Dr. David Suzuki brought his Human Element Tour to Theatre Maisonneuve at Place des Arts last week to talk about the challenges we face with our environment and to urge Canadians to take his Nature Challenge.
By doing at least three of 10 simple things he said, Canadians can improve their quality of life and push the government to stop looking at the economy as the bottom line.
“As a biologist, I could never understand how the economy can come before everything else, after all, everything we live with and use has come from the earth.”
Suzuki, best known for his CBC television show The Nature of Things, is on a mission. He is currently touring six major Canadian cities to raise funds for the David Suzuki Foundation and help promote environmental awareness in terms of four basic elements: water, air, earth and fire.
“We are animals and as animals if we don’t have clean water, clean air, clean soil and clean energy, we suffer: strong economy or not!” argued Suzuki.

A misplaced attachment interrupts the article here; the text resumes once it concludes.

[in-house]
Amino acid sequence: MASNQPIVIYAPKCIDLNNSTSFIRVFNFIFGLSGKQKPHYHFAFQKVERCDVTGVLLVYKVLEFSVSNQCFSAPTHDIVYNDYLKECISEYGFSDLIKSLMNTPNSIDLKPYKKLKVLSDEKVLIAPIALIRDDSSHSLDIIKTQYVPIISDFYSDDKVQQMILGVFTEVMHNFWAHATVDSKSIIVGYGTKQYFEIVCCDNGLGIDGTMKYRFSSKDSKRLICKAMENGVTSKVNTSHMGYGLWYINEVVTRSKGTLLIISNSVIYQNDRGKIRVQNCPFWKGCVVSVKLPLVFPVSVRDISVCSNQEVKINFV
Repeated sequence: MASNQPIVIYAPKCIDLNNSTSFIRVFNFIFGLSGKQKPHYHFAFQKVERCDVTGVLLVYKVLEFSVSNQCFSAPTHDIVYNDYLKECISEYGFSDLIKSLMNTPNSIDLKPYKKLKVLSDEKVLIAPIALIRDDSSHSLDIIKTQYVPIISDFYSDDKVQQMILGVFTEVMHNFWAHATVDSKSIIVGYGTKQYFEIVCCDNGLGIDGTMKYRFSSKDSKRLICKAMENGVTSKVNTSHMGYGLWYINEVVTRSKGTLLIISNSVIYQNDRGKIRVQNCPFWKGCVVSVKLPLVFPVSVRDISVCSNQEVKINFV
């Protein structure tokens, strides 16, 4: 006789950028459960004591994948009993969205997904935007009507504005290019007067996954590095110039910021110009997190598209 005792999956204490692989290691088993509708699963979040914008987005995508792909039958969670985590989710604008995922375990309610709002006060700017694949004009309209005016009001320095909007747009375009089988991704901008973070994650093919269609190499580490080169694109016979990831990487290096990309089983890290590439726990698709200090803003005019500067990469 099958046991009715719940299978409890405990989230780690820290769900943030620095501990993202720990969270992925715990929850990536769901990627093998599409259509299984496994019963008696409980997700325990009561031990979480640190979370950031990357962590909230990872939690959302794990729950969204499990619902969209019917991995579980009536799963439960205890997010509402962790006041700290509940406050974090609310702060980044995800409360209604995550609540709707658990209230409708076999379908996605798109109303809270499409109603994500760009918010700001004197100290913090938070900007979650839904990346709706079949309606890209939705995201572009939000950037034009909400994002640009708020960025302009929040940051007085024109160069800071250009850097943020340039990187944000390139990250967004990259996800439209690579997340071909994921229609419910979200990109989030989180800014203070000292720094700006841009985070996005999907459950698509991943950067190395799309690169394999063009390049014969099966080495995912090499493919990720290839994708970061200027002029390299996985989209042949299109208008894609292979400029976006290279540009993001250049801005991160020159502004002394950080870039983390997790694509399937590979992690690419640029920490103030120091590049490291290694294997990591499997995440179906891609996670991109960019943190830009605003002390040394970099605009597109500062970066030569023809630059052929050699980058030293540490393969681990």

Suzuki said various environment ministers told him they couldn’t afford to protect the environment if there isn’t a strong, growing economy to fall back on. Suzuki then exclaimed “some things we do because it’s right!” as the crowd roared and cheered in approval.
Highlights from the CBC television series The Sacred Balance were shown that juxtaposed images of the slow paced serenity of nature with the frenetic pace of industrialized city life. Included in the screening were interviews with noted biologists, other scientists and Canadian astronauts including Montreal-born Julie Payette.
Following the intermission, Dr. Tara Cullis, president of the David Suzuki foundation and Suzuki’s wife, presented the “ten most effective ways individuals can protect nature.”
“We chose the ten steps that would make the most difference to greenhouse gases, air pollution, water pollution and habitat change,” she said.
Cullis added that although these simple steps might seem like a drop in the bucket, “the David Suziki Nature Challenge is the bucket so that all these drops in the bucket have somewhere to be collected.” She affirmed that this is the way to show the government that if they don’t do anything, Canadian citizens will rise up to the challenge and take responsibility.
On a final note, Suzuki emphasized our interconnectedness with nature: we will inevitably face repercussions for whatever we do to the environment. He urged people to take the challenge because he believes that “if there are hundreds of thousands of us or millions of us, that will not be ignored by any of our leaders.”
Suzuki was backed up with feature performances from the Trio Lorraine Desmarais, Hip Hop artists the Rascalz and comedian Barry Julien.
Visit www.davidsuzuki.org for more information.